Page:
Review: Abelard

A comic review article by: Jason Sacks

Every once in a while, I stumble across a graphic novel that's kind of a stealth book. The book starts out as one thing and seems to morph in front of my eyes into something very different than it initially seemed to be.

The new graphic novel Abelard from NBM is such a book.

Abelard starts out as a quiet, pastoral, rather whimsical fable about a sweet anthropomorphic bird who is happily living a calm and peaceful life somewhere in Russia as the book begins. Renaud Dillies's book art in the early pages of this book is clear but slightly abstract, colored in earth tones and punctuated with whimsical artistic asides that resemble the quirks of a George Herriman. The art and coloring subtly reinforces the calm, peace and contented happiness that Abelard  enjoys. His life is full of simple joys: days are spent hanging out with the other birds, sharing beers, playing cards, fishing and living a life of no real stress. Life is good. Life is calm. But his life will soon change dramatically.

 

 

Abelard's view of the world is changed by a chance encounter with a beautiful girl skinny-dipping in a local canal. The news that two men in far-away America have created a machine that can fly follows soon after. Suddenly Abelard's world seems small and insignificant. He wants to be where the action is, and where the people are. These twin emotional earthquakes lead Abelard to make a major life decision: it was time to leave the metaphorical nest and head to America, where everything seemed possible.

After Abelard makes his decision, both his life and the tone of this book change dramatically. Abelard suffers all kinds of humiliations once he moves away from his calm and happy life, meets new people and goes to new places. The experiences Abelard has away from his small peaceful world are intensely scary and alienating. Abelard feels lost, both literally and metaphorically; he moves to a world where one can be beaten to within an inch of one's life but still needs to marshal the courage and inner strength to carry on.

Renaud Dillies's art is a big part of what makes this book stand out. Our small hero is filled with intense emotions at virtually every turn, and Dillies does a wonderful job of making readers deeply feel every event that Abelard experiences. This is a bird who deeply feels everything that happens to him. Dillies masterfully takes an almost abstract looking character and makes readers empathize with him. Empathize, hell! By the time you're done reading this book, the pathetically sad face of this poor immigrant bird will break your heart with his intense longing and sadness and innocent ambition to simply succeed in his quixotic dream.

 

 

The scenes towards the end are set on an ocean liner sailing to America, and they're so evocative, so interesting and creative and unique and somehow very moving for any of us who are grandchildren of immigrants that they take on a surprising amount of emotional power. In the second half of the book, the art takes a darker turn that emphasizes the intensity of Abelard's tragic life aboard the ship. It's more enclosed and less open. There are more panels per page and the abstract flourishes are gone. The coloring has gotten darker and our little bird no longer dreams of catching the moon.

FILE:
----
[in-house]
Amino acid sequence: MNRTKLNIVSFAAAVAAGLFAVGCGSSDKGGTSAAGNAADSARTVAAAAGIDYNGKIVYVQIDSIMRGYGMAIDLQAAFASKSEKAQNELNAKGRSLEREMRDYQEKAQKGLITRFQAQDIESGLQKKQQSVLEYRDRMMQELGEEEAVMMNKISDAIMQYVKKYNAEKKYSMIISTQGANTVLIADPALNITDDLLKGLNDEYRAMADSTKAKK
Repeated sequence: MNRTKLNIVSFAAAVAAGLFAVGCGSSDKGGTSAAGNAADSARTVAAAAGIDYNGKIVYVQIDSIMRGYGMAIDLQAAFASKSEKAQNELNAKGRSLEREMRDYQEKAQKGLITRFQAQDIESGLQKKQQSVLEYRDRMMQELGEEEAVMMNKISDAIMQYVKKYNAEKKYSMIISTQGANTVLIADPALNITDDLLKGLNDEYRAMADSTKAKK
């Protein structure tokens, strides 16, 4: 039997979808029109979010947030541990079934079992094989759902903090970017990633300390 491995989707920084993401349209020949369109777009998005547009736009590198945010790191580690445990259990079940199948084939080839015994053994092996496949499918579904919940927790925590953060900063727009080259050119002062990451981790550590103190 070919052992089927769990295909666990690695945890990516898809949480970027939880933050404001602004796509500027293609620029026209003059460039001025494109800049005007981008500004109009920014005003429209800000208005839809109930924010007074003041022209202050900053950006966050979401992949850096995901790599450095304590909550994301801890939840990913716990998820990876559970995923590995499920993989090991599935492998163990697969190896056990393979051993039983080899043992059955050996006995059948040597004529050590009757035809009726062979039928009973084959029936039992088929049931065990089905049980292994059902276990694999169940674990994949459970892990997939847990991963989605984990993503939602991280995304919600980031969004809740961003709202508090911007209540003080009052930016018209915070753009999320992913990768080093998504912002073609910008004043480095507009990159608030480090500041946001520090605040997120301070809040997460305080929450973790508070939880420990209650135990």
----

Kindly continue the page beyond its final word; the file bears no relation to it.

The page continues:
We start the book enjoying Abelard's antics and innocence and in the end project our own experiences onto him. He's abstract cartoon bird as everyman, so to speak. 

 

 

Maybe most moving of all, not all of the whimsy of the early sections of this book quite goes away as the story progresses. There's a conceit that every day Abelard finds a new quotation in his hat every morning ("If what you have to say isn't as beautiful as silence, then be quiet." "Before admitting the absurd, exhaust all solutions." "Success is the ability to go from one failure to another with no loss of enthusiasm."), and that idea goes from being kind of overly cutesy when it first happens to being completely moving and ironic towards the end of the book. To maintain whimsy in the midst of life-threatening illness may be the most heroic act of all, and our little bird stays true to himself even as he meets a surprisingly tragic end.

This stealth graphic novel starts out feeling like a sweet, whimsical pastoral children's graphic novel and slowly morphs into a wonderfully moving adult story that kind of sneaks up on you with its craft, intelligence and interesting themes.  I'm going to remember this little bird for a while.

 


 

Jason Sacks is Publisher of Comics Bulletin. Follow him at @jasonsacks, email him at jason.sacks@comicsbulletin.com or friend him on Facebook.

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